In my last post, I mentioned that software test metrics can be used for different purposes. One of them was tracking progress. Usually when we track progress, it is related to time, or other unit that indicates a schedule. Most often we use progress metrics to track planned versus actual over time. What we track depends on our role. If we are financial people, then we track money spent. But for software quality assurance, we want to track progress of such things as defects, test cases, man-hours, etc. Basically anything that is related to results or effort spent to get those results. For instance, here are a few:
man-hours/test case executed: The natural tendency in driving costs down is to force this as low as possible, but remember the faster they go, and the more tests that are executed, does not translate into higher quality software.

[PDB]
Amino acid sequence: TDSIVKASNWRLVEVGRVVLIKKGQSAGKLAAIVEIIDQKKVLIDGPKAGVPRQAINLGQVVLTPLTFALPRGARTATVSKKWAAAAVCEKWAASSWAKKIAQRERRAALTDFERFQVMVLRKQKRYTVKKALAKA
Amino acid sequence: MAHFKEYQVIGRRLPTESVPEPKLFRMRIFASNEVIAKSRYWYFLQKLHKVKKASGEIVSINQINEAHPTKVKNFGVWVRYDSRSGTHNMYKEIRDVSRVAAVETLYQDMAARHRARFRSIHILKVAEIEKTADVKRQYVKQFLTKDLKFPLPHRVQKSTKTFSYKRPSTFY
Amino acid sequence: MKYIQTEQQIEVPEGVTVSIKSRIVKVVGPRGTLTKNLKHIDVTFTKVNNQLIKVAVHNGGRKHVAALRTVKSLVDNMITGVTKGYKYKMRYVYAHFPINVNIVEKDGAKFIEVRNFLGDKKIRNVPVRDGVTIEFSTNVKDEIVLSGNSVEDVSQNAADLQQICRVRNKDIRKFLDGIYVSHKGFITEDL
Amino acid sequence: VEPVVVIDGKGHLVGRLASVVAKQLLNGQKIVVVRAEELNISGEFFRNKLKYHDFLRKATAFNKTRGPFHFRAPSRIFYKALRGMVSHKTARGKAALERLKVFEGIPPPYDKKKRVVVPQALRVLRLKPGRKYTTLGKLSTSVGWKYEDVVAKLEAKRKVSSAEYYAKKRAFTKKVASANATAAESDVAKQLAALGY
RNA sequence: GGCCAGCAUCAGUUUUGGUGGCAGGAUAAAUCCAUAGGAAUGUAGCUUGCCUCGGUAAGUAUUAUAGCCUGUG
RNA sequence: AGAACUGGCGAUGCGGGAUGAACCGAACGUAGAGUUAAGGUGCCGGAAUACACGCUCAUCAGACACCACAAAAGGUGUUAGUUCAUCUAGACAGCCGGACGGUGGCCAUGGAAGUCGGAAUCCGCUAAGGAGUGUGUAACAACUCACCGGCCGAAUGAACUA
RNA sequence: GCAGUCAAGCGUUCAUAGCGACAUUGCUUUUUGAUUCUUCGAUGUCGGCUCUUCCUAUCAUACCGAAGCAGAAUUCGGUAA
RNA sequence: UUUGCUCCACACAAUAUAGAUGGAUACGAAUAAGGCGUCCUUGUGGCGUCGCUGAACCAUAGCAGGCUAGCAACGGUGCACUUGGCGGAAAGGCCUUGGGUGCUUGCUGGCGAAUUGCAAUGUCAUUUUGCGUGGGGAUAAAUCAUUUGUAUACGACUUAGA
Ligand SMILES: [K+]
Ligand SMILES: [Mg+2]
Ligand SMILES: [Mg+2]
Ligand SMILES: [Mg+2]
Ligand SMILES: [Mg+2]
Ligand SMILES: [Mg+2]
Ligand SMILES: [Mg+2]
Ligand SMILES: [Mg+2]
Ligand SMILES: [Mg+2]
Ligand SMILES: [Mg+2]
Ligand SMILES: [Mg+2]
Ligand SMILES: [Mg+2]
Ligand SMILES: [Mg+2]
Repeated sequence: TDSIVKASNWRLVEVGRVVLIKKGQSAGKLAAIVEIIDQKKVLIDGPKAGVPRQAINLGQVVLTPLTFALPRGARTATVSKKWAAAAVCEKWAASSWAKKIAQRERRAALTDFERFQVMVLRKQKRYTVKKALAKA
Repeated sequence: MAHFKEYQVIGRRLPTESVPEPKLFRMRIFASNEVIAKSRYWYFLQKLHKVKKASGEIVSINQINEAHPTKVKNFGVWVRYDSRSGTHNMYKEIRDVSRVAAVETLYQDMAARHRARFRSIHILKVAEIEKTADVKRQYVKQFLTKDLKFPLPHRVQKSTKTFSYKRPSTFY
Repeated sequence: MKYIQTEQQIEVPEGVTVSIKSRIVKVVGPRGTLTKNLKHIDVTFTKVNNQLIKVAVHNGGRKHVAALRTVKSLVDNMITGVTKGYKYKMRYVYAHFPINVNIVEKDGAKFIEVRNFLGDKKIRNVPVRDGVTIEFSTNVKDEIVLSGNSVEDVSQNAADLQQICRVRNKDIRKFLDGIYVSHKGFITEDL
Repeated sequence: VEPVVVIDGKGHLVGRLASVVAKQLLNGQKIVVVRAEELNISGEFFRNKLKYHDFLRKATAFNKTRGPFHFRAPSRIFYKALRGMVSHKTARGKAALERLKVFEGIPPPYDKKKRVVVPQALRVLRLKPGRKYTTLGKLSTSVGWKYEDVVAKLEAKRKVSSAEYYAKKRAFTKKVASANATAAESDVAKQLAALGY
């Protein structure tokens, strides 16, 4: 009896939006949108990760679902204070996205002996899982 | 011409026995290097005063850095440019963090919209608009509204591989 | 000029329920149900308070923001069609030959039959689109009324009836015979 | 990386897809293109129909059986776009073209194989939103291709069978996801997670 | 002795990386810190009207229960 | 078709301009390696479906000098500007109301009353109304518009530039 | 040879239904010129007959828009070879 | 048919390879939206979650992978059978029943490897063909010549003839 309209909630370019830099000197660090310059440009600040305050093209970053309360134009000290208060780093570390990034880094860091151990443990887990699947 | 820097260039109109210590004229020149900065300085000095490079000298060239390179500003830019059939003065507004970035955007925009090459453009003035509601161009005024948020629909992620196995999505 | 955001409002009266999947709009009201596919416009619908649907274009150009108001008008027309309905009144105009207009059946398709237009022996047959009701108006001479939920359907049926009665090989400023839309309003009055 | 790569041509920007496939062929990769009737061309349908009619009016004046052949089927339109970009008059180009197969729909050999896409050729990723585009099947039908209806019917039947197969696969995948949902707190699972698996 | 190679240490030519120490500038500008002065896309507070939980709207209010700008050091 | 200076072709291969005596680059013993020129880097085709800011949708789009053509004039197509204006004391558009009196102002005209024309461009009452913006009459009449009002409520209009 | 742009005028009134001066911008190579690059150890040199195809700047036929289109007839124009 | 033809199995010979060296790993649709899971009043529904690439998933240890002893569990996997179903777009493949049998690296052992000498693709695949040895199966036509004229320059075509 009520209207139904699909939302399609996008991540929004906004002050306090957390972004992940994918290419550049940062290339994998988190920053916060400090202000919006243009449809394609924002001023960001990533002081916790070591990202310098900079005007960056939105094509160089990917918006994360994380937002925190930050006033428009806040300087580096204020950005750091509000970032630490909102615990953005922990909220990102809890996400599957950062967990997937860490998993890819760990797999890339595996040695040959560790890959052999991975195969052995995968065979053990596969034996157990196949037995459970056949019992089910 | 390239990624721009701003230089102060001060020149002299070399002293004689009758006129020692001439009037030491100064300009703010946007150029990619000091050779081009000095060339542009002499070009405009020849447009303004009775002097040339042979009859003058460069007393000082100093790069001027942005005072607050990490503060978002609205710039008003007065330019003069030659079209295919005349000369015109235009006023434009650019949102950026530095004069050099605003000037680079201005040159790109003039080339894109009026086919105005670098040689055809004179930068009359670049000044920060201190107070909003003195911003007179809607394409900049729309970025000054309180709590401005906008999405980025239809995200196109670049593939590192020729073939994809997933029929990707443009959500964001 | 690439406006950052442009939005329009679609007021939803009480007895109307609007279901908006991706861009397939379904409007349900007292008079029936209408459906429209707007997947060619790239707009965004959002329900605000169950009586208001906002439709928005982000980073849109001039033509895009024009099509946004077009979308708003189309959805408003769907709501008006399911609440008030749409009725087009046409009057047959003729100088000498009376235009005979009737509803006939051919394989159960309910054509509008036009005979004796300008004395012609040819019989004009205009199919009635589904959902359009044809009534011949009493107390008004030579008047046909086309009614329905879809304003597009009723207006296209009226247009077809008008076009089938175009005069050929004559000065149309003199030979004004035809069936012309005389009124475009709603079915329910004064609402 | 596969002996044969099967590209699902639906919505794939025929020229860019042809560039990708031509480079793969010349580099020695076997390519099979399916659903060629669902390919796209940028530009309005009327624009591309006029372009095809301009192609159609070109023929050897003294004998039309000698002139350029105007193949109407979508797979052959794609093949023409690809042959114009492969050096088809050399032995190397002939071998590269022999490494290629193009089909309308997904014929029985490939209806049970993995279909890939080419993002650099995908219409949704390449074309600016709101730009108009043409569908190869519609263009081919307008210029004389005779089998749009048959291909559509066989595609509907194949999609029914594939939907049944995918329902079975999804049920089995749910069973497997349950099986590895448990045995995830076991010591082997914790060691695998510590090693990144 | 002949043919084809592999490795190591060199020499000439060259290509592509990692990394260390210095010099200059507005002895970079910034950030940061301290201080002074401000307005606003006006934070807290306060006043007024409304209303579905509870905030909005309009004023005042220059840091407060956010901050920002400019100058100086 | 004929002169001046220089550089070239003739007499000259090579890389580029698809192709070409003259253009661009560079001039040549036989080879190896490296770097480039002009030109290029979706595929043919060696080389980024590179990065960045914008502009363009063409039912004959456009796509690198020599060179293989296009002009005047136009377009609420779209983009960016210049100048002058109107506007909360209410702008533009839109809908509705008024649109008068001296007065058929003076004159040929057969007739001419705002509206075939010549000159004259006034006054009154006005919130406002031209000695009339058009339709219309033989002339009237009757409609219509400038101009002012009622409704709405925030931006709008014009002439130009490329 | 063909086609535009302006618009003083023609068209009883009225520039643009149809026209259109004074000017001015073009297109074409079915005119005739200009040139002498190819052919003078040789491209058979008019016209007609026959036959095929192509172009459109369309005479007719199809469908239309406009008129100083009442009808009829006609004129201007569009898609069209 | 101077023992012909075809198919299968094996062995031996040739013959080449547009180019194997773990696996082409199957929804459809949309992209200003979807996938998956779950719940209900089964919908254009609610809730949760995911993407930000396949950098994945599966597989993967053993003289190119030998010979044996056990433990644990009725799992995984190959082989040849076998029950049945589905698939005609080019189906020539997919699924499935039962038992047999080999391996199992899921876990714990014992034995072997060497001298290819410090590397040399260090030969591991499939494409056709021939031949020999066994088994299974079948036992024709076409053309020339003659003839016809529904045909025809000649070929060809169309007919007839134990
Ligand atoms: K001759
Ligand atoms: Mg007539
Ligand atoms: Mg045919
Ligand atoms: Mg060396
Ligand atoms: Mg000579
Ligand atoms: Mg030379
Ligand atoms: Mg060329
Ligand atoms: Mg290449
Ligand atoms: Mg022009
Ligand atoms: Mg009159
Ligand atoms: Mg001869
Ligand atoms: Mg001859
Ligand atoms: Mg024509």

planned hours/actual hours: We want to track the effort we plan versus what we spend not only just to see if we are planning our resources well, but to see deviations, AND then think and find out why those deviations exist which could point to problems. If we find out that planned versus actual deviates on certain days of the week, or that deviations occur only from certain testers, and those testers are working on specific parts of the software, this is useful information.
test cases executed/planned: This just keeps us on track to make sure we get the bare minimum done in terms of getting our test cases executed. If we find that it takes too long, on a repeated basis, then something needs to be changed. Or if we go faster than normal on a regular basis, then this may point to a problem with the test cases (especially if they find no defects).
test cases executed/defects found: This is a metric that indicates how good our test cases are at finding defects. Test cases run with no defects found or with a low ratio does not mean there are no defects in the software.
Here is a generic chart which shows planned versus actual in terms of test cases executed.
I’m wondering why the gap continues to increase over time… Have to look into that.